Wednesday, July 02, 2008
We had a great long weekend; Dale was off Monday too, so it felt like a mini-vacation and we were all in the holiday spirit. Like Christmas, only warmer. One of the highlights was going on a bike ride to the park, across the walking bridge (with a stop at Sargent Sundae, even though it was morning), and back home on the other side of the river. It was such a gorgeous morning and the kids were in happy moods the whole time. We also had some fun dinners with friends, spent another day at the Quarry, and had family over for a Canada Day dinner at our house with a bike ride to the fireworks later. We hadn’t been to the fireworks since Chloe was a baby and the children were in awe. They were cheering and giggling and soaking it up.
At the Quarry:
On the way home:
What Spencer's been doing all week:
Baby Bella (Neve still looks like she kind of wants to eat her):
I've been trying to put the kids to work - here they are rolling change. They each have some set jobs; one of Chloe's jobs is to choose and make one meal per week. This week's meal was pizza (including the crust from scratch). She enjoyed it so much that she later made banana bread on her own. She does need a bit of help, but I'm pleasantly surprised how much she can do on her own. I see a whole new world opening up before me. I am going to test the positive reinforcement theory to its full capacity. I will be praising her until I lose my voice. Then I’ll switch to writing notes of encouragement. I HATE cooking. Every day I hate it more than the day before.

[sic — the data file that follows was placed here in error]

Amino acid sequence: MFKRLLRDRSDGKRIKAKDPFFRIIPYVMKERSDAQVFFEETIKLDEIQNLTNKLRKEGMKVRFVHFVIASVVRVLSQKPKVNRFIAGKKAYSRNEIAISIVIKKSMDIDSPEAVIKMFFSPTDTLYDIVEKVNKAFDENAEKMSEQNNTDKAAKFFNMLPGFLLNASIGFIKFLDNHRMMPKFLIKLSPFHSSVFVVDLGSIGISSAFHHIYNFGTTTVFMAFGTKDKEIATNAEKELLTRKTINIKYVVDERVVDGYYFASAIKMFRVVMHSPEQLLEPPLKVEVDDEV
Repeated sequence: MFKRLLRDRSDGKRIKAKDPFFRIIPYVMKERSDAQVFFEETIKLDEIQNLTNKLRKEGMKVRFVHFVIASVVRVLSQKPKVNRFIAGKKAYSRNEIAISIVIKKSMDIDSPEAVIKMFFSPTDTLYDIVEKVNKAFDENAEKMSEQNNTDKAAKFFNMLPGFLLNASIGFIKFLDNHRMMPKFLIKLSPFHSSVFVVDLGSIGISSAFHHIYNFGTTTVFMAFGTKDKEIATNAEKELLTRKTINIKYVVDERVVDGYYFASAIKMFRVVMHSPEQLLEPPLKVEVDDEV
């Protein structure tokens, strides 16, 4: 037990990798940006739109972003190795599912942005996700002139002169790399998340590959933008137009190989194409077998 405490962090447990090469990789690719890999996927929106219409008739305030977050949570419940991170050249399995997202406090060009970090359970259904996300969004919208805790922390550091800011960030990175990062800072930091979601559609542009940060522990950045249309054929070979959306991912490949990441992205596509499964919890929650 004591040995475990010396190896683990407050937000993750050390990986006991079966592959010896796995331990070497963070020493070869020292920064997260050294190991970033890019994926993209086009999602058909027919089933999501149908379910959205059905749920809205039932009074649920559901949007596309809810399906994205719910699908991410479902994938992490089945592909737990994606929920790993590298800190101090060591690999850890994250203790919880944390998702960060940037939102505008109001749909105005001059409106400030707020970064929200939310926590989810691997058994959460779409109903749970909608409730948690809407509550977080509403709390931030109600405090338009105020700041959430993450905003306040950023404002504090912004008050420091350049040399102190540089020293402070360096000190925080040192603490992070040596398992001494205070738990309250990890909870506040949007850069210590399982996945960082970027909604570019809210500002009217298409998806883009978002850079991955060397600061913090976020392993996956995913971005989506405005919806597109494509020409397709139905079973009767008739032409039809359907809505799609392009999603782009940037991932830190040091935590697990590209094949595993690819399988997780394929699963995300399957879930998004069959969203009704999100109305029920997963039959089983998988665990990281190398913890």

But alas, I'll have to wait until the weekend for more cooking help; I took Chloe to camp today for a two-night starter camp. She was very excited - could hardly fall asleep last night (but I had to wake her at 10:15 this morning) - but also nervous. She was in a cabin with three other friends from school, so I'm sure she'll have a great time. Check out the air conditioning in the cabin - that would have been a nice amenity back in the day when we roasted in our windowless, vent-less, rustic log cabins.
I took this picture from the van window while I was driving. Nerd alert. I was going to crop out the highway, but I'm too lazy.